Crown Point Ecology Center
Peppered with purpose
Bath ground not your ordinary community garden
Mary Beth Breckenridge
The gardeners involved in Crown Point Ecology Center's Community
Supported Agriculture program believe in caring for the earth.
George Jakubiak of Barberton is on his way to picking a
peck of not pickled but definitely pictured peppers at the
Crown Point Ecology Center.
(photo:Lew Stamp / Akron Beacon Journal)
They also believe in caring for their neighbors. So the food
they grow is not only divided among themselves, but also shared
with people in need.
The program involves members of the community in growing and
harvesting food using sustainable agriculture methods -- organic
methods aimed at nurturing the soil as well as the plants, said
Sister Joanne Buckman, director of the Bath Township center. The
participants take home part of what they grow, and a portion is
sold at the Countryside Farmers' Market on Saturday mornings at
Heritage Farms in Peninsula.
In addition, the program donates part of its yield to Plant a
Row for the Hungry, a hunger-relief effort sponsored by the Akron-Canton
Regional Foodbank and the Beacon Journal.
The program's food bank donation has ranged from 35 percent to
50 percent of its crop, which usually amounts to about 15,000
pounds a year, Sister Buckman said. Last year's donation, however,
was twice that total. ``We had a real bumper crop,'' she said
with a smile.
Buying a share
The Community Supported Agriculture program grew out of a desire
to support the food bank, said Crown Point's harvest manager,
Beth Knorr. In 1997 the ecology center, a ministry of the Sisters
of St. Dominic of Akron, started a test plot of about an acre
specifically to grow organic produce for the hunger agency, she
Crown Point quickly realized it would need income to keep such
a program operating, however. So a year later, it invited the
public to become involved, and the Community Supported Agriculture
program was born.
Participants pay to be part of the program and share in the labor,
and in return receive enough food each week during the harvest
season to feed a family of four. Each participating family buys
a share, the price of which depends on its level of participation,
Sister Buckman said.
A standard share, which next year will cost $600, requires one
three-hour shift of work per season. A working share will cost
$500 and requires 20 hours of work, and a barter share will cost
$50 and requires about 40 hours. Barter shares, however, are limited
to people with agricultural skills who are chosen by Crown Point,
Sister Buckman said.
The shares are so popular, she said, that the waiting list is
long. Single people sometimes split a share, since the vegetables
they take home are more than they can eat in a week.
On a recent harvest day, plastic crates lining shelves in Crown
Point's 1910 barn held freshly picked vegetables, including carrots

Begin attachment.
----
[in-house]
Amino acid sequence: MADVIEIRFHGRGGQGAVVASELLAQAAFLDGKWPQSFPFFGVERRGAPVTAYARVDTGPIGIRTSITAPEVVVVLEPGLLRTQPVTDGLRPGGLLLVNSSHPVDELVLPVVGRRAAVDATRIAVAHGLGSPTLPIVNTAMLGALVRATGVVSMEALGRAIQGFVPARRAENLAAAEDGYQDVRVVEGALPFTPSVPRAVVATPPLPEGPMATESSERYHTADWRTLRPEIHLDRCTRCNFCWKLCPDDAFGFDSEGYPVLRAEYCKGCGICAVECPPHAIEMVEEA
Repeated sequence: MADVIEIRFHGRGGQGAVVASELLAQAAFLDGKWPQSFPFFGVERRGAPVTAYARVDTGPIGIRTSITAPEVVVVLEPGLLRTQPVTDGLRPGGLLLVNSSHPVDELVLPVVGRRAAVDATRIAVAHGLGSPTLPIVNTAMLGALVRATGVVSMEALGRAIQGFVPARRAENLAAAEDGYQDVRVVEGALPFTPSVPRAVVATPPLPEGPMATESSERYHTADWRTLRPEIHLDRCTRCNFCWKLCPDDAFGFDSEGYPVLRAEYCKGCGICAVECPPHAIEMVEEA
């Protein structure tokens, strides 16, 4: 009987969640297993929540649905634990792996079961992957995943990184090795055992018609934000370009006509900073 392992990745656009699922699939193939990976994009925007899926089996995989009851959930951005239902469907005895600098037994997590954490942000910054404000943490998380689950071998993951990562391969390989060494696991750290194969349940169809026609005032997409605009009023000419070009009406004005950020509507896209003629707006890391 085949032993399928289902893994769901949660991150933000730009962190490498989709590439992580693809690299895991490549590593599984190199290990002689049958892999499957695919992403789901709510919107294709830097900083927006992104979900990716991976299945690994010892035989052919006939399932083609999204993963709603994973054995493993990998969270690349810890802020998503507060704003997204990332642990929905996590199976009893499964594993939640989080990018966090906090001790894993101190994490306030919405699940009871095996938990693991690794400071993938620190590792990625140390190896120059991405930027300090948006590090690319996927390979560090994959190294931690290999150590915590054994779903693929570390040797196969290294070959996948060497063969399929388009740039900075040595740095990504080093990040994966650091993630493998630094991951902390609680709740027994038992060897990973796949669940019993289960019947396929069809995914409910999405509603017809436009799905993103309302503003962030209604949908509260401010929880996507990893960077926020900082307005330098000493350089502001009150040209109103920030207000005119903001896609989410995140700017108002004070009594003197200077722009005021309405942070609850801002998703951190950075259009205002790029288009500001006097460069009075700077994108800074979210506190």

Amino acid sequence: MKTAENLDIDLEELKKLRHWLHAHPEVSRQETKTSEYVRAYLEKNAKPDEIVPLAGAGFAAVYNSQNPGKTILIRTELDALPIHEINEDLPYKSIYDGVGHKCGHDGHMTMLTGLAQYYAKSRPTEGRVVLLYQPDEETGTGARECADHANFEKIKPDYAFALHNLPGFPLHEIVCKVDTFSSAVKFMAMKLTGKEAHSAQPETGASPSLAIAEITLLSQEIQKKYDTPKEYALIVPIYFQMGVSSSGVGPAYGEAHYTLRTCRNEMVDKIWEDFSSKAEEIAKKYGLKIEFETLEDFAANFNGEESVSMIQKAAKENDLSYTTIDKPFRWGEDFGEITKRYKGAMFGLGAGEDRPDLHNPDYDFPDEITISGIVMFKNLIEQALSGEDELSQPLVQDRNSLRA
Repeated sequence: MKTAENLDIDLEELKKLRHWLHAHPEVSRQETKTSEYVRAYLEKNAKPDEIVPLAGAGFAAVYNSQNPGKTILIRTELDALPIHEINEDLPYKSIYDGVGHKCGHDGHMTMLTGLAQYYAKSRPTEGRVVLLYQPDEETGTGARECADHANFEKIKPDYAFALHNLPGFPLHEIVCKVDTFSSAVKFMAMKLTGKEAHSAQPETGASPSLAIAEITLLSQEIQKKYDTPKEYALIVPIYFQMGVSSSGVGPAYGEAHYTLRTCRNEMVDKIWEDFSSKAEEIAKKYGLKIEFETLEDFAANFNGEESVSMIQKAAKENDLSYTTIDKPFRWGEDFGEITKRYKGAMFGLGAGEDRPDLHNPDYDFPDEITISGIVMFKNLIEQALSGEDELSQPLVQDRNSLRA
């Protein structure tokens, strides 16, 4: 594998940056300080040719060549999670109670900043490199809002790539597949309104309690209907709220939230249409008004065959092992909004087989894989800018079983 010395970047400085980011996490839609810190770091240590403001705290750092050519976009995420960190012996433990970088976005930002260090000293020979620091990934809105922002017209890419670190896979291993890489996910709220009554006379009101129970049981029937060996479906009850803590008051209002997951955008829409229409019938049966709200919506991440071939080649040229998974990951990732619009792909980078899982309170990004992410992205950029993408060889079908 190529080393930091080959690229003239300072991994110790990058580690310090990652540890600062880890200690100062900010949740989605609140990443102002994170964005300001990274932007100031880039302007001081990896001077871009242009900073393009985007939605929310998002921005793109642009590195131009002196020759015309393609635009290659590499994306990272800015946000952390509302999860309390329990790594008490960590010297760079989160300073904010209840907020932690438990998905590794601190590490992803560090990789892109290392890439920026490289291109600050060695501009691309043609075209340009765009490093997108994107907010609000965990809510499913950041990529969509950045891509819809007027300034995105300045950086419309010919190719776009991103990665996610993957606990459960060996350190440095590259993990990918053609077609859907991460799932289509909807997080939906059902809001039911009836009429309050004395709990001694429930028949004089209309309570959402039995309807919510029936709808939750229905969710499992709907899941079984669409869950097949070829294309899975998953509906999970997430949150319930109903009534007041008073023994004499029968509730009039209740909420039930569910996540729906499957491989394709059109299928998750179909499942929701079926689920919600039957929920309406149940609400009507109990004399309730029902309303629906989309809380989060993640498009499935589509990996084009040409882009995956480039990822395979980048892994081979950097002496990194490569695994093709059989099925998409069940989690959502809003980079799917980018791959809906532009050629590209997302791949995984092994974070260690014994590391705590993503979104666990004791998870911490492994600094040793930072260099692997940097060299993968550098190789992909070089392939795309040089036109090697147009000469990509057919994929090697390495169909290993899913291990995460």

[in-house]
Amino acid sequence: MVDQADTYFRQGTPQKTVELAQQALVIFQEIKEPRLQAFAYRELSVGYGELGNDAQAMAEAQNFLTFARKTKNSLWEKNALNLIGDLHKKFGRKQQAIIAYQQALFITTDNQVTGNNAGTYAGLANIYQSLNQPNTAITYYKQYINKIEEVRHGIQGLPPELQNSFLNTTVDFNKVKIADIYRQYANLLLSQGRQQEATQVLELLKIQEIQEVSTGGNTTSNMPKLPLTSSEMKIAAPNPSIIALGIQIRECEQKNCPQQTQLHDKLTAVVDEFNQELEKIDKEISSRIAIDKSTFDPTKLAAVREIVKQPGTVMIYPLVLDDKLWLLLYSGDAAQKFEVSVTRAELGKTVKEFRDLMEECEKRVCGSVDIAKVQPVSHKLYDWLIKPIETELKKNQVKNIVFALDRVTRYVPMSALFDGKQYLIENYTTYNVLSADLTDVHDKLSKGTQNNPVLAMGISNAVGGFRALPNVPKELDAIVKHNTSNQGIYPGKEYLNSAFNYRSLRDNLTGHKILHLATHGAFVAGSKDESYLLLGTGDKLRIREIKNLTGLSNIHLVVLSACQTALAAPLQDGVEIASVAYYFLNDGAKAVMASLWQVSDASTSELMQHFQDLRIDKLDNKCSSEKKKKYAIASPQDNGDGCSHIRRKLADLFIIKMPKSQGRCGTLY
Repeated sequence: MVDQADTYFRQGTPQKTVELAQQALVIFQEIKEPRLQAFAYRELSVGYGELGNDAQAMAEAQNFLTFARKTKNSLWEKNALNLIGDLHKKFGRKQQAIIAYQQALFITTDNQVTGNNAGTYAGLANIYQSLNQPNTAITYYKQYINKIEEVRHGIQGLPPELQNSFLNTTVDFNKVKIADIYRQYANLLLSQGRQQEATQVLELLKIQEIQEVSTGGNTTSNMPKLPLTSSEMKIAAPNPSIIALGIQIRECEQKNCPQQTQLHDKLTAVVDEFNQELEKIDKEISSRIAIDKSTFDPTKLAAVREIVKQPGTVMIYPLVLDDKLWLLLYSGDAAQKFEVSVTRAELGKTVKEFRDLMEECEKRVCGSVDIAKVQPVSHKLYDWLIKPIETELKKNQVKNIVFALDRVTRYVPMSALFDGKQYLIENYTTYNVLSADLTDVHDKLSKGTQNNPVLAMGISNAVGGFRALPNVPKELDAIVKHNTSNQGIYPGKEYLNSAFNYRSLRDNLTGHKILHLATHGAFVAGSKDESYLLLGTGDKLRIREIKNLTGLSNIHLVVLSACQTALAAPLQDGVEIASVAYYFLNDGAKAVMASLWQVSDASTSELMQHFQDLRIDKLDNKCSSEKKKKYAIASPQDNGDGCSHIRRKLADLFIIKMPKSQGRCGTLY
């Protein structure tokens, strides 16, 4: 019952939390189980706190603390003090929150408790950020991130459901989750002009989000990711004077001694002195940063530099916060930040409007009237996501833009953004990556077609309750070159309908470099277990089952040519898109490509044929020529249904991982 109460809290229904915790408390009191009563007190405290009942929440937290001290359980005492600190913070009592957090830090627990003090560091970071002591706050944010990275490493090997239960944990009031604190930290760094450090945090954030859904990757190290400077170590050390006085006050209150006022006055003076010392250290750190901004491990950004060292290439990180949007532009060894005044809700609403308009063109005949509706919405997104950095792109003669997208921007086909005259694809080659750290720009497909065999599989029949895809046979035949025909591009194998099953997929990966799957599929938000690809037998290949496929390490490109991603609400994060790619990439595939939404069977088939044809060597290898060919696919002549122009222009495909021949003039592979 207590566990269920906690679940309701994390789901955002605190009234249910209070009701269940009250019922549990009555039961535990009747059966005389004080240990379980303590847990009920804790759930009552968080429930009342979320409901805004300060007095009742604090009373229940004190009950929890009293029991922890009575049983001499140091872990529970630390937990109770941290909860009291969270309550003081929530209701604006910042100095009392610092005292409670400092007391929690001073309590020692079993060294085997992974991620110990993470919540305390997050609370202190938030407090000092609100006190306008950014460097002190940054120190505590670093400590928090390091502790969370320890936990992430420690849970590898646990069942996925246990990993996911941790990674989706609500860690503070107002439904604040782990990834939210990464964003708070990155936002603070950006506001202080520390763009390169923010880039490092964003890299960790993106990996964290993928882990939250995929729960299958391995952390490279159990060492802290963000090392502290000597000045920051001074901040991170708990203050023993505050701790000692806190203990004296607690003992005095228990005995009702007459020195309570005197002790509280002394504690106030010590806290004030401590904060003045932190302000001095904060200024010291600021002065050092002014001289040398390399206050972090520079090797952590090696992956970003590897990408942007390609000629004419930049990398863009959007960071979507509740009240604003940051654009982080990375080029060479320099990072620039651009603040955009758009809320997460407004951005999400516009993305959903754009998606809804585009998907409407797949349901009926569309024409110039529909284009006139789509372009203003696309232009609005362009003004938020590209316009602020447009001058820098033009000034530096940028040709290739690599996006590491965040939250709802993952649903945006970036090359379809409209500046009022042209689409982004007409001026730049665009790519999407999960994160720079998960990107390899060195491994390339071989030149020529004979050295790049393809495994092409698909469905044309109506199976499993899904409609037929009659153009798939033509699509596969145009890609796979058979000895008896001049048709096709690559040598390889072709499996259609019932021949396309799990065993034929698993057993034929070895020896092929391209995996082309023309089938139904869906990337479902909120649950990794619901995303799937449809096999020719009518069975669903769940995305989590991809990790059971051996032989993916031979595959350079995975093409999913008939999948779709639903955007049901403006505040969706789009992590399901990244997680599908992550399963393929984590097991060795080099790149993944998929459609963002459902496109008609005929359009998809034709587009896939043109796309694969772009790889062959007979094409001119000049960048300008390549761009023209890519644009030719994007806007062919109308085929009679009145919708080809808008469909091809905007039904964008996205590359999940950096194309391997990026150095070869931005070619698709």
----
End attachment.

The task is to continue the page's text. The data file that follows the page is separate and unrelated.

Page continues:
with their green tops still attached and tomatoes in a variety
of shapes and colors. A chalkboard listed the weekly bounty that
awaited each member: carrots, scallions, basil, parsley, garlic,
summer squash, eggplant, potatoes, sweet onions, tomatoes, tomatillos
and several types of peppers.
Barberton resident George Jakubiak worked in the barn, weighing
carrots that had been harvested that morning. He doesn't have
room for a garden where he lives, he said, so the program lets
him spend time outdoors and engage in what he called ``purposeful
Jakubiak, 76, grew up in a family of six children in the Depression
and said he appreciates the value of the food he helps to grow.
Although he has only half a working share, the food he takes home
is still too much for just him, so he shares with neighbors and
For Chris Lally, the program is a way of saving money while being
able to feed her family the organic produce she values. Lally,
of Northfield Center Township, has a barter share and works at
Crown Point just about every Friday.
Her daughter, Emma, 4, sometimes accompanies her, and Lally said
she likes being able to show her where vegetables come from.
She also appreciates knowing her labor benefits charity. ``I
like the fact that I can give to the food bank without dipping
into our funds,'' which she said have been more limited since
she quit work to stay at home with her daughter.
Today 10 acres are dedicated to Crown Point's sustainable agriculture
program, which includes the Community Supported Agriculture effort.
Crown Point rotates its crops, so about six of those acres are
used for producing food in any given year, and the rest are planted
with cover crops that replenish the nutrients in the soil.
The program isn't intended to benefit just those who enjoy its
bounty, however. Crown Point's sustainable agriculture program
is also used as a teaching tool, Sister Buckman said, in the hope
that the ecological methods it uses will spread elsewhere. Every
year, one or two apprentices works with the program to learn those
methods and then carry them on to other places, she said.
The program supports Crown Point's commitment to what she called
a triple bottom line economy, one that puts importance on people
and the planet as well as on profit.
That's a concept she hopes Crown Point's gardens will help to